This is what the overland map looks like. As you travel across it you consume food and can run into random encounters. The green circled areas are locations: either settlements with quest and NPCs or dungeons with lots of enemies.

Traveling across the wasteland requires food, and at the very least some water and vodka, if you don’t have enough funds for a proper poison antidote or anti-radiation medication. At least your character won’t be dying of hunger, radiation or poison and will just be in danger of dying from gunshot wounds or animal bites. There is a danger in alcohol and medication, though, as your character can become addicted.

ATOM RPG gives you a pretty vast world to explore. It took me about 45 hours to get to the end game, and I did not solve all of the side quests. In addition, my character had very high skills in survival and speechcraft and thus could pretty much choose when and if to engage in random encounter from the mid game on. Other character builds and more thorough players could certainly spend much longer finishing the game. ATOM RPG’s world is also pretty open. I actually finished a massive number of side quests before entering the first big dungeon, because I overlooked one easy method of getting into it until much later in the game. Also, once you enter a new settlement, you’ll get a ton of quests of various difficulty which might send you all over the game world.

The game world has a decent amount of variety as well. There are a few mega dungeons, with a mix of combat and puzzle solving elements. There are settlements where you’ll be talking to tons of NPCs, bartering and trying to solve quests, mostly in a non-violent manner. Then there are smaller overland areas where you’ll find stuff and maybe have a fight or two. In this ATOM RPG has the gameplay variety that players of classic CRPGs expect.



While Gutsy the Clown has a nice portrait, the figures and landscape scream "indie."

ATOM RPG is obviously a retro indie RPG, both in visuals and sound. There is no voice acting in the game, and the player will do lots of reading. The graphics are obviously not cutting edge, and though the character portraits are well done, the character and monster models look primitive. On the other hand, for most players interested in this kind of game, the graphics will probably be sufficient, as this type of game tends to be aimed towards hardcore gamers more concerned with gameplay than presentation.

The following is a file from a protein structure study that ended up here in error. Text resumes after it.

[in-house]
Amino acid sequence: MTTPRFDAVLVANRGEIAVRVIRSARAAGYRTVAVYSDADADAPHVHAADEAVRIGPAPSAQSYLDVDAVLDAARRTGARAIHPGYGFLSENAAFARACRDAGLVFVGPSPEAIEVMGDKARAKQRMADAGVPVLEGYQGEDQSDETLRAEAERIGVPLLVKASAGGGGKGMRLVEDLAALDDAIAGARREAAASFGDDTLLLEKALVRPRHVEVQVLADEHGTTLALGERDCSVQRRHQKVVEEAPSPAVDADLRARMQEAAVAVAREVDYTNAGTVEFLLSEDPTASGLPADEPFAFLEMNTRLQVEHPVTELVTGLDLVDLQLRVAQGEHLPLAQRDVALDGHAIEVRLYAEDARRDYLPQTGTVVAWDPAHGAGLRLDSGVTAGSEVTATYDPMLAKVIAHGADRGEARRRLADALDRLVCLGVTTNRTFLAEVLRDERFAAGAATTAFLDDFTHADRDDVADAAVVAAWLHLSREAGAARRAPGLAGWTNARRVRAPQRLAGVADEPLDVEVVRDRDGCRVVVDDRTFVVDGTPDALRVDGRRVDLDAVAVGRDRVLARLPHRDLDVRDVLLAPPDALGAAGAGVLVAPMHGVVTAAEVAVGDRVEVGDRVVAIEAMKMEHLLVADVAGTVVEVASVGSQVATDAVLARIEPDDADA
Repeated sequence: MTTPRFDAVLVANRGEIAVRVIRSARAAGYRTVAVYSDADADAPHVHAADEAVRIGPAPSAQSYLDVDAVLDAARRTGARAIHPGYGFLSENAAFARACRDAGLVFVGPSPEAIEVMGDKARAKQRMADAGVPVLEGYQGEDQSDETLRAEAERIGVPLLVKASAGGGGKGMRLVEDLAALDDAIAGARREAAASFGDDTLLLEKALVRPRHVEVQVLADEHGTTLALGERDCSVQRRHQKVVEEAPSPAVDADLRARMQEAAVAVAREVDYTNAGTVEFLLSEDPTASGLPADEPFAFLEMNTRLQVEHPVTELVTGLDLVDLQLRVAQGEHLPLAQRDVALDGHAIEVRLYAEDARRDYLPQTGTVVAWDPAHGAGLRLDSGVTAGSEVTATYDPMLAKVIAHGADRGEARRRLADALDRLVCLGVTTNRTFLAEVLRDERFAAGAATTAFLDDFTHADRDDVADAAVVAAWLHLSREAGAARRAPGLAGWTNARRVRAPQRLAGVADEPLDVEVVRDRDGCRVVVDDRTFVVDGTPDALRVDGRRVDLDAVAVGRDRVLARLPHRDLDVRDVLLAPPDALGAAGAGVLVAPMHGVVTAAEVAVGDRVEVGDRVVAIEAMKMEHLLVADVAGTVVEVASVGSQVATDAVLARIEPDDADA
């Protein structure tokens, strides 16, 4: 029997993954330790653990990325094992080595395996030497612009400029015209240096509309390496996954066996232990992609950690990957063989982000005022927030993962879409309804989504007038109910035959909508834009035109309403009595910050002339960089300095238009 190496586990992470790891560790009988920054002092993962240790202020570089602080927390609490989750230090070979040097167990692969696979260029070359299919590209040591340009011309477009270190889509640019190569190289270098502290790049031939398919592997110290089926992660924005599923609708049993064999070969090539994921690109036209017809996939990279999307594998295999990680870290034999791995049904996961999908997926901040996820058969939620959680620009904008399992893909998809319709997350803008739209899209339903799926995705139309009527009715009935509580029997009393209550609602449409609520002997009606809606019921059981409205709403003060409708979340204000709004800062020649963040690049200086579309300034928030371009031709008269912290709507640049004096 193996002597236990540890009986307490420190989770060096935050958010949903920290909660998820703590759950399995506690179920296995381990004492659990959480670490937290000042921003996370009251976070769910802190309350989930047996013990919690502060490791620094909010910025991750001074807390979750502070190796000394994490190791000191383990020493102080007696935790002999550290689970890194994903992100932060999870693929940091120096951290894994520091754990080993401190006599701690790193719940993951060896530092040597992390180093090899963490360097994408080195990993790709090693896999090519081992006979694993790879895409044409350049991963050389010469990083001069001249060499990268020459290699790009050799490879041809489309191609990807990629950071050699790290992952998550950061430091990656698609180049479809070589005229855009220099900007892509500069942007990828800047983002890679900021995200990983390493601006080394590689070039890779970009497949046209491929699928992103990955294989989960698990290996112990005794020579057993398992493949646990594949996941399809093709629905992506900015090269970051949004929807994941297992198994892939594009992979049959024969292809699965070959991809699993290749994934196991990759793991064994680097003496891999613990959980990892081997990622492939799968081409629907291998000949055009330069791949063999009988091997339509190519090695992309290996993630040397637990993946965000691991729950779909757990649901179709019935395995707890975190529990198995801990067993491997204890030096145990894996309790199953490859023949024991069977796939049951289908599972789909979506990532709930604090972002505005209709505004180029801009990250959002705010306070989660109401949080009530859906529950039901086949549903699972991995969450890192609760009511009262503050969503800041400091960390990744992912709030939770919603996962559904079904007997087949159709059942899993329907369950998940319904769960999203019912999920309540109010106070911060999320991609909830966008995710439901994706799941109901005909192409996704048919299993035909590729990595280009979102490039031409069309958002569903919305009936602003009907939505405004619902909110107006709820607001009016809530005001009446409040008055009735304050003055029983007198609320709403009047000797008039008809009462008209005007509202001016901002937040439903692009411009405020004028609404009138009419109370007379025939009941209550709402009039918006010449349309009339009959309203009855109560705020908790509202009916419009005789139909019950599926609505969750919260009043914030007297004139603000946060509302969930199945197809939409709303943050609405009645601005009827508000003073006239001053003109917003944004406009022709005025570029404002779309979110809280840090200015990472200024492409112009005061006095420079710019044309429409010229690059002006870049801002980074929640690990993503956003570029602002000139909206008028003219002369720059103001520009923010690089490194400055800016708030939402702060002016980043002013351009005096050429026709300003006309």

I really enjoyed ATOM RPG. Its clear the developers were huge Fallout fans who understood what elements made that game fun. Also, the unique Soviet setting and the tongue in cheek tone of the game make sure that its not just another Fallout clone. Still ATOM RPG falls short of brilliance. To try to explain this I will make a short comparison to another Fallout like game, Underrail. Underrail is clearly focused on exploration and navigating combats which can be approached in a number of ways. It does these two things extremely well, which make it a brilliant game. ATOM RPG on the other hand is focused on quests and has a lot more NPCs and dialogue. While its writing is probably better than Underrail’s I don’t think the npcs or dialogue are much above average, and that prevents ATOM RPG from shining in what is one of the game’s focuses. While that might make the game fall short of becoming a classic, it doesn’t prevent ATOM RPG from being a huge, challenging, and very fun RPG. Anyone who pines for the classic CRPGs from the turn of the century won’t be disappointed by ATOM RPG.   

 These mutants are decidedly of the unfriendly variety.

Box Art

Information about

ATOM RPG: Post-apocalyptic indie game

Developer: Atom Team

SP/MP: Single-player
Setting: Post-Apoc
Genre: RPG
Combat: Turn-based
Play-time: Unknown
Voice-acting: Unknown

Regions & platforms
· Homepage
· Platform: PC
· Released: 2018-12-19
· Publisher: Atom Team

More information

Other articles



  • Unique Soviet setting.
  • Great mix of combat, dialogue, exploration, and quests.
  • A game with a large scope and open world.
  • Lots of possible character builds.


  • Story and writing only average
  • Companions not very memorable.
  • Random encounters
  • Retro graphics (for those that don't like them)

Rating: Very Good

A very good game that is just short of being excellent, because of one or more minor issues that reduce the level of enjoyment a little bit.

Review version